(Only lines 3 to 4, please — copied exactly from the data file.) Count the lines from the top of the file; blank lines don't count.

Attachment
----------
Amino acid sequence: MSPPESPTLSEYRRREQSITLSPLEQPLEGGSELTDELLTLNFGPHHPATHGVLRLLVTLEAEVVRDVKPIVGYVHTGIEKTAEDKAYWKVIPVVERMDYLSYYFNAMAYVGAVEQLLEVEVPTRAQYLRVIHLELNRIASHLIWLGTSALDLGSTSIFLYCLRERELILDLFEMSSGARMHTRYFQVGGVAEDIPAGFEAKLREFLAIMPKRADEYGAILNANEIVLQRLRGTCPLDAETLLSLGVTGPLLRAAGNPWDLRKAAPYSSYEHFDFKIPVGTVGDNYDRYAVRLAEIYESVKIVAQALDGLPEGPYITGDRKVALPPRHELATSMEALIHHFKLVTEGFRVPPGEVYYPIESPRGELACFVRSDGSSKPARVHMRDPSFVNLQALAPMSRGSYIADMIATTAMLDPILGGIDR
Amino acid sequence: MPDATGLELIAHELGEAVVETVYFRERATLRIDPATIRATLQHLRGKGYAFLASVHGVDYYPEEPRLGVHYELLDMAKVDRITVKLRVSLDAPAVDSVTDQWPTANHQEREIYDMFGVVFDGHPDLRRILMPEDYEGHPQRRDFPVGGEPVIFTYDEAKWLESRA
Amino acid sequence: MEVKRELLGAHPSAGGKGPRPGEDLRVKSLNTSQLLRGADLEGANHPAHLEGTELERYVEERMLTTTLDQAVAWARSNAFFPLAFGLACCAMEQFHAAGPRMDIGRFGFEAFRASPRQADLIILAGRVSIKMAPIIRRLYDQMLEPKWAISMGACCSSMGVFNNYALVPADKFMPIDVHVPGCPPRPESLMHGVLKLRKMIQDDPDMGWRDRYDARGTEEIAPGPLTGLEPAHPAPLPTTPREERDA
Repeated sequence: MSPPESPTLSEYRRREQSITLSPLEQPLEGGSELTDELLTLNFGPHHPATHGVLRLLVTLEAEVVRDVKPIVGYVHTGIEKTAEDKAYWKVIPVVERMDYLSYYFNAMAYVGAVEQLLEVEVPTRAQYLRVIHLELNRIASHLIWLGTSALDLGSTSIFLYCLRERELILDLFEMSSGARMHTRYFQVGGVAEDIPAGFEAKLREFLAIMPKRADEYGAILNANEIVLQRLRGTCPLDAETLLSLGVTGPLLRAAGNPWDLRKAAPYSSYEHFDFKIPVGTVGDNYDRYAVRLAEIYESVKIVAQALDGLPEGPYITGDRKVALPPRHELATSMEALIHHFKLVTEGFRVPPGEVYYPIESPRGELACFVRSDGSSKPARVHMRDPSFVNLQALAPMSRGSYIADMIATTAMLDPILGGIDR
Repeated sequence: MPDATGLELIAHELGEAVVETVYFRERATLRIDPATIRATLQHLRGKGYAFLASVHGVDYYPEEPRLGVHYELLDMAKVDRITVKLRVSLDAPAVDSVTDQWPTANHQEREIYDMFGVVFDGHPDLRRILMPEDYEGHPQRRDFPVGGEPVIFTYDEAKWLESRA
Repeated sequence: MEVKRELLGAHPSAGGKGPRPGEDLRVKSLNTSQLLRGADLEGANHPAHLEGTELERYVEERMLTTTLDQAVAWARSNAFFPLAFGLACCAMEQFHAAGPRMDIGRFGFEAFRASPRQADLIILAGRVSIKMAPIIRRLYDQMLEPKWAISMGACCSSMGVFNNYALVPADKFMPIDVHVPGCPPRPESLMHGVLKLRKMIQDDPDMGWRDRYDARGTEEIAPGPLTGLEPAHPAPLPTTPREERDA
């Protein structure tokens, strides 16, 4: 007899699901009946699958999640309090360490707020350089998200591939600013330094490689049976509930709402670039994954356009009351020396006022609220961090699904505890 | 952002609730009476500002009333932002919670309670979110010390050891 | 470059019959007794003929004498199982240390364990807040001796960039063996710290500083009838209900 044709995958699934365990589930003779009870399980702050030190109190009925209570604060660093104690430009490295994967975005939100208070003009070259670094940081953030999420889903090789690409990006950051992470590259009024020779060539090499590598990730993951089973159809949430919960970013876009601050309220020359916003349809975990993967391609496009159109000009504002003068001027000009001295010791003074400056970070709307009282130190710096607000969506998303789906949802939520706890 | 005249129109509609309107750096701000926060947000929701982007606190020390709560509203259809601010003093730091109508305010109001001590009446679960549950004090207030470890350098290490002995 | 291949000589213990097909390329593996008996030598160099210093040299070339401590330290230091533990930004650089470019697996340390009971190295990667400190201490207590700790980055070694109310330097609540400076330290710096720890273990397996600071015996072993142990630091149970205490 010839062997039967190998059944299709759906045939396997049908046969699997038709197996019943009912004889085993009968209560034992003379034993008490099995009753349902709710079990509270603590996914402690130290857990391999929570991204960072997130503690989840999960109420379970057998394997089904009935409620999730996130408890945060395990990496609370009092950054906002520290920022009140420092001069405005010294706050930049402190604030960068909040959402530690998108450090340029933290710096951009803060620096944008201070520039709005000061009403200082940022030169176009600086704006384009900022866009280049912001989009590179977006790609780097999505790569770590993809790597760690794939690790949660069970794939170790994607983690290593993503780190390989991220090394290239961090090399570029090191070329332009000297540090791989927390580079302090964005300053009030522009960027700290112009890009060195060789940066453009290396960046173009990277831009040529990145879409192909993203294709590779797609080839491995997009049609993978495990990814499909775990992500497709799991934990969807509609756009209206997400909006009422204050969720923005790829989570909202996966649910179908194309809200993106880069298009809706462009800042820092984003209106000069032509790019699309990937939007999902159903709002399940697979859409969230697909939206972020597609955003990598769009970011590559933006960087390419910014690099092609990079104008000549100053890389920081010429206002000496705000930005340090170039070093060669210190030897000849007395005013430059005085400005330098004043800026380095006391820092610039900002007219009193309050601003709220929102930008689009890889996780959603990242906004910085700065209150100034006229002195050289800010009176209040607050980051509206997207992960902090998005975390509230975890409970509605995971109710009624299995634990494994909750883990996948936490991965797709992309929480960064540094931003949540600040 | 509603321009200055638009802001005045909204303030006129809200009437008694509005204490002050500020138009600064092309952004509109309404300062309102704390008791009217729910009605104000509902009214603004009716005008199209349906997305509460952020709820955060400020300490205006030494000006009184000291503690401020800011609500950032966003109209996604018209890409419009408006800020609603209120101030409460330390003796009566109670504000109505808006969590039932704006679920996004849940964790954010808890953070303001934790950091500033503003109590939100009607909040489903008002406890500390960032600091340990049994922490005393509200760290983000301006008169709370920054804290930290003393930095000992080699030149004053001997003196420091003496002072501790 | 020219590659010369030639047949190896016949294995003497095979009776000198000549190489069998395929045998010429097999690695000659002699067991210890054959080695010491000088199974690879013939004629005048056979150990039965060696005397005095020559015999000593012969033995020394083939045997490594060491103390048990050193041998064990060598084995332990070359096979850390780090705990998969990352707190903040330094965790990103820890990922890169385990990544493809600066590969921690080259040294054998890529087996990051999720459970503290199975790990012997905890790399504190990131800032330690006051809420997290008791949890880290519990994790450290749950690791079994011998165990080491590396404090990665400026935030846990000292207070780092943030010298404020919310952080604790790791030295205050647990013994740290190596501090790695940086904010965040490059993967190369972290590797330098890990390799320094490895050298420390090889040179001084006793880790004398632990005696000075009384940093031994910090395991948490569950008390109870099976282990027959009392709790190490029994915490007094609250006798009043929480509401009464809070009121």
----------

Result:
Amino acid sequence: MEVKRELLGAHPSAGGKGPRPGEDLRVKSLNTSQLLRGADLEGANHPAHLEGTELERYVEERMLTTTLDQAVAWARSNAFFPLAFGLACCAMEQFHAAGPRMDIGRFGFEAFRASPRQADLIILAGRVSIKMAPIIRRLYDQMLEPKWAISMGACCSSMGVFNNYALVPADKFMPIDVHVPGCPPRPESLMHGVLKLRKMIQDDPDMGWRDRYDARGTEEIAPGPLTGLEPAHPAPLPTTPREERDA
Repeated sequence: MSPPESPTLSEYRRREQSITLSPLEQPLEGGSELTDELLTLNFGPHHPATHGVLRLLVTLEAEVVRDVKPIVGYVHTGIEKTAEDKAYWKVIPVVERMDYLSYYFNAMAYVGAVEQLLEVEVPTRAQYLRVIHLELNRIASHLIWLGTSALDLGSTSIFLYCLRERELILDLFEMSSGARMHTRYFQVGGVAEDIPAGFEAKLREFLAIMPKRADEYGAILNANEIVLQRLRGTCPLDAETLLSLGVTGPLLRAAGNPWDLRKAAPYSSYEHFDFKIPVGTVGDNYDRYAVRLAEIYESVKIVAQALDGLPEGPYITGDRKVALPPRHELATSMEALIHHFKLVTEGFRVPPGEVYYPIESPRGELACFVRSDGSSKPARVHMRDPSFVNLQALAPMSRGSYIADMIATTAMLDPILGGIDR